Though Pumphouse Wash is in Coconino National Forest, jurisdiction is split between Flagstaff and Sedona.
Those aforementioned cliffs also provide plenty of shade, keeping the canyon cool, even on a warm fall day. Be prepared to spend at least four hours exploring the wash. Hiking over boulders equals slow going.
Walk on Water
Pumphouse Wash empties into Oak Creek approximately 5 miles downstream. You’ve seen the Pumphouse Wash sign at the bridge 14 miles north of Sedona in Oak Creek Canyon, right? That’s where our hike ended. It began along AZ-89A at the top of the canyon. What tributaries feed Pumphouse Wash? That would be Kelly Canyon, James Canyon and Griffith’s Spring, all worthy of exploration.
Because the pools along the canyon floor are shielded from the wind by sheer cliffs – some as tall as 1,000 feet – the water is still. It’s a photographer’s paradise.
Depending on the time of year, you might be required to swim through Pumphouse Wash’s pools. During our fall hike, we crossed fewer than a dozen, and only one required us to don our water shoes, but make sure you are prepared before you explore this area. Carrying a waterproof backpack or wrapping yours in a plastic bag is also recommended.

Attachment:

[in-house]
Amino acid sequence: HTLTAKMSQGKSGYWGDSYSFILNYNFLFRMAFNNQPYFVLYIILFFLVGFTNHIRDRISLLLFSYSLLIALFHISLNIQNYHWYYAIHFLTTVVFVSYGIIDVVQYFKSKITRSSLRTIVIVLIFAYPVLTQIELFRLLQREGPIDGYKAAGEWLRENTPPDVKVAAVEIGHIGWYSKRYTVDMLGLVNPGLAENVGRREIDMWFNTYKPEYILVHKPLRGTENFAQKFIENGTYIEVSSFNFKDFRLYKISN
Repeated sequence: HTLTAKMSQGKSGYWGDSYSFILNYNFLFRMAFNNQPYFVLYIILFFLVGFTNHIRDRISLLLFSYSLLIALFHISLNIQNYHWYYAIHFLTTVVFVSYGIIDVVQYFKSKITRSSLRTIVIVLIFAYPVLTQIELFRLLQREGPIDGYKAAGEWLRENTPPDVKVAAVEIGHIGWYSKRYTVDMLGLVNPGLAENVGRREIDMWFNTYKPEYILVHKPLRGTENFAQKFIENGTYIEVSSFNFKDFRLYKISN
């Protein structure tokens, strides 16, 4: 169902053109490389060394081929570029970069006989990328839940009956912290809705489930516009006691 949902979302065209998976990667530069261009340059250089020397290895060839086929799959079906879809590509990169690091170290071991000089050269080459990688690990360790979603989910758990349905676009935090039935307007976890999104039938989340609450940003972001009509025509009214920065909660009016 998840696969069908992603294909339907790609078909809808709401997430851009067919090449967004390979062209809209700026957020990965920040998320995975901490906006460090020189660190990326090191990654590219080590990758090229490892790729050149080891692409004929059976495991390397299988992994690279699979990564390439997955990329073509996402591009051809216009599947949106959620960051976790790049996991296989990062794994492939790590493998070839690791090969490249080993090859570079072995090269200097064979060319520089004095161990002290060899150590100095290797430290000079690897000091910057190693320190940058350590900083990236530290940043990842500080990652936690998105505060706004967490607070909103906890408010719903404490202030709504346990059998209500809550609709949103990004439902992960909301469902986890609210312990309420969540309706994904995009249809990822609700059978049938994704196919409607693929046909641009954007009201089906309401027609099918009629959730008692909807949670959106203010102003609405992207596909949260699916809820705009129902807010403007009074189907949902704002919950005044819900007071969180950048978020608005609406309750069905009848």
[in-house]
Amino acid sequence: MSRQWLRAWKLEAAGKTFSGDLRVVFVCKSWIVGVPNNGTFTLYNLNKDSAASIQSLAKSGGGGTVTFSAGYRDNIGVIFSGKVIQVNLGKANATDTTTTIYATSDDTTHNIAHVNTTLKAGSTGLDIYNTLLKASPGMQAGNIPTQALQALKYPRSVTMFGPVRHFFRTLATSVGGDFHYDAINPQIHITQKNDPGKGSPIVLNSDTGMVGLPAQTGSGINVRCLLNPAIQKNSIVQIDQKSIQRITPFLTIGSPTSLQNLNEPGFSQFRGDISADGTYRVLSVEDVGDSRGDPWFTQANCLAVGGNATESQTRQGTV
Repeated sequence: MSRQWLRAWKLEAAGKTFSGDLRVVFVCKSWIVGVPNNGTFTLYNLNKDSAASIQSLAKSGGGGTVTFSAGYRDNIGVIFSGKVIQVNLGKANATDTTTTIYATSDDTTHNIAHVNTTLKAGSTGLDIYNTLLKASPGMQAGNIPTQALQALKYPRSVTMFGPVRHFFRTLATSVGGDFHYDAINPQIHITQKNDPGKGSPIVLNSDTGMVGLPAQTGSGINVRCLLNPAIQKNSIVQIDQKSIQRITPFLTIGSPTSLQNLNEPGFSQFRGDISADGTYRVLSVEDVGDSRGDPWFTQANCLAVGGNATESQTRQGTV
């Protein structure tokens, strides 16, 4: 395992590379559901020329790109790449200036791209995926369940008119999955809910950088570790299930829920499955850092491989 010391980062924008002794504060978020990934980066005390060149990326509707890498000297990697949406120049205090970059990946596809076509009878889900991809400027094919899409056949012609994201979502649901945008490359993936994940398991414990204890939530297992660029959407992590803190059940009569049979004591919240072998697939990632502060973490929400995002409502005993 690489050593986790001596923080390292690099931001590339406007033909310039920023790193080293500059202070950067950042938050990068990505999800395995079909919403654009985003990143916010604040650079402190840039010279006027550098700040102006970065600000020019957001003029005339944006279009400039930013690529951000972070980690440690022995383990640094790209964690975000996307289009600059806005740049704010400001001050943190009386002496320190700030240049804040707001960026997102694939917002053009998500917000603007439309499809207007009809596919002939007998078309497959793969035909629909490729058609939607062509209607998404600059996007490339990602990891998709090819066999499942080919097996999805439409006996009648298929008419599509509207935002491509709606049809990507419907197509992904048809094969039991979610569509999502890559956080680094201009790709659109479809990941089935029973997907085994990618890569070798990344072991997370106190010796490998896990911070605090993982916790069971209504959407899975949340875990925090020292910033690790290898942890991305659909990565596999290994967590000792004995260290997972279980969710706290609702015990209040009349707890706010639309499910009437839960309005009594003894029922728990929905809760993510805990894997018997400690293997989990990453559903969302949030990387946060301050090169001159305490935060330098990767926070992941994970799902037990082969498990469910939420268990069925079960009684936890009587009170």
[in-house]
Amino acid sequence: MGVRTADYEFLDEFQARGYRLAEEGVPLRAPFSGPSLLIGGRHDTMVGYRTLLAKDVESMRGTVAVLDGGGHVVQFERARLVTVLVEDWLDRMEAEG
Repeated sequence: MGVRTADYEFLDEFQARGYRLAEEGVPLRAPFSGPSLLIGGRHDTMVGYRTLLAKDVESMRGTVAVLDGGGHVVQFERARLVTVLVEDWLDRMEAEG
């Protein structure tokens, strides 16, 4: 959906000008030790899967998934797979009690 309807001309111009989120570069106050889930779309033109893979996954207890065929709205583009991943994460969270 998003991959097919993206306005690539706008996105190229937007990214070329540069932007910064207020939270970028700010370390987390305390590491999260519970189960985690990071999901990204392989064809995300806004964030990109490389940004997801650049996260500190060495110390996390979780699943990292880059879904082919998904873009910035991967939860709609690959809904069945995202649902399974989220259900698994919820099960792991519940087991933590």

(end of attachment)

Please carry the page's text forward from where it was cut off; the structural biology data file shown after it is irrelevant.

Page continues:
In Sedona, everything is better in October. Daytime temperatures slowly start to drop and the summer monsoon storms dissipate. It’s also an ideal time to explore Pumphouse Wash in Oak Creek Canyon. Five miles of boulder hopping rewards you with still pools of water – some that require wading – along with colorful foliage, brilliant blue skies, a frog or two and lots of solitude.
Earlier this year, private pilots voted Mesa Grill at the Sedona Airport the $100 Hamburger – Best of the Best Award. “$100 hamburger” is pilot speak for the habit of hopping aboard an airplane and flying…